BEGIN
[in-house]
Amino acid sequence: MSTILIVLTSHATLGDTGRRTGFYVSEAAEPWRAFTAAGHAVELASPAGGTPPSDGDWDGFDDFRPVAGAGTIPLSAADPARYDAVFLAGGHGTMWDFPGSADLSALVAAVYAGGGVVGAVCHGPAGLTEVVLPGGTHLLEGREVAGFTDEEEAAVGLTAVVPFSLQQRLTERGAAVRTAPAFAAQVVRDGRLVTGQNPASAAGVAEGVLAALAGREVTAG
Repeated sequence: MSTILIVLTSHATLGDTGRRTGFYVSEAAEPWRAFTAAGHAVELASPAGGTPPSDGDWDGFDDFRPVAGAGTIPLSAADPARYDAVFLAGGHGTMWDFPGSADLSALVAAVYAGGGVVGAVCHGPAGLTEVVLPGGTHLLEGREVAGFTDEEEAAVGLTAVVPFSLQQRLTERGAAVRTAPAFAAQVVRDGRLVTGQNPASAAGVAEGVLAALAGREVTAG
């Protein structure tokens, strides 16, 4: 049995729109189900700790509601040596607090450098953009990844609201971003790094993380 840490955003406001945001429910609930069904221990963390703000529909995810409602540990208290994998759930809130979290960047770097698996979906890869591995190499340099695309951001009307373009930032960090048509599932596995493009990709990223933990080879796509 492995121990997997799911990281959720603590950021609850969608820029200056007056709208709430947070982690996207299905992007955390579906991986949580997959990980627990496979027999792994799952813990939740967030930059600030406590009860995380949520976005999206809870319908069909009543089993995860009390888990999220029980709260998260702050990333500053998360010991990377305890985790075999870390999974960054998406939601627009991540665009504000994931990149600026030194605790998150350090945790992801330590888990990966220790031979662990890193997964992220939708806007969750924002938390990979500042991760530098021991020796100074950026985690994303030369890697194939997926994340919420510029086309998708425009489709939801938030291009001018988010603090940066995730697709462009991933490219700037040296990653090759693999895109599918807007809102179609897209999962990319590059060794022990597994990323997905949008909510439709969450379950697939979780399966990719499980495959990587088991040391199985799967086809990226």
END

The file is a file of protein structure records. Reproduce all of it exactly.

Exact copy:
[in-house]
Amino acid sequence: MSTILIVLTSHATLGDTGRRTGFYVSEAAEPWRAFTAAGHAVELASPAGGTPPSDGDWDGFDDFRPVAGAGTIPLSAADPARYDAVFLAGGHGTMWDFPGSADLSALVAAVYAGGGVVGAVCHGPAGLTEVVLPGGTHLLEGREVAGFTDEEEAAVGLTAVVPFSLQQRLTERGAAVRTAPAFAAQVVRDGRLVTGQNPASAAGVAEGVLAALAGREVTAG
Repeated sequence: MSTILIVLTSHATLGDTGRRTGFYVSEAAEPWRAFTAAGHAVELASPAGGTPPSDGDWDGFDDFRPVAGAGTIPLSAADPARYDAVFLAGGHGTMWDFPGSADLSALVAAVYAGGGVVGAVCHGPAGLTEVVLPGGTHLLEGREVAGFTDEEEAAVGLTAVVPFSLQQRLTERGAAVRTAPAFAAQVVRDGRLVTGQNPASAAGVAEGVLAALAGREVTAG
């Protein structure tokens, strides 16, 4: 049995729109189900700790509601040596607090450098953009990844609201971003790094993380 840490955003406001945001429910609930069904221990963390703000529909995810409602540990208290994998759930809130979290960047770097698996979906890869591995190499340099695309951001009307373009930032960090048509599932596995493009990709990223933990080879796509 492995121990997997799911990281959720603590950021609850969608820029200056007056709208709430947070982690996207299905992007955390579906991986949580997959990980627990496979027999792994799952813990939740967030930059600030406590009860995380949520976005999206809870319908069909009543089993995860009390888990999220029980709260998260702050990333500053998360010991990377305890985790075999870390999974960054998406939601627009991540665009504000994931990149600026030194605790998150350090945790992801330590888990990966220790031979662990890193997964992220939708806007969750924002938390990979500042991760530098021991020796100074950026985690994303030369890697194939997926994340919420510029086309998708425009489709939801938030291009001018988010603090940066995730697709462009991933490219700037040296990653090759693999895109599918807007809102179609897209999962990319590059060794022990597994990323997905949008909510439709969450379950697939979780399966990719499980495959990587088991040391199985799967086809990226």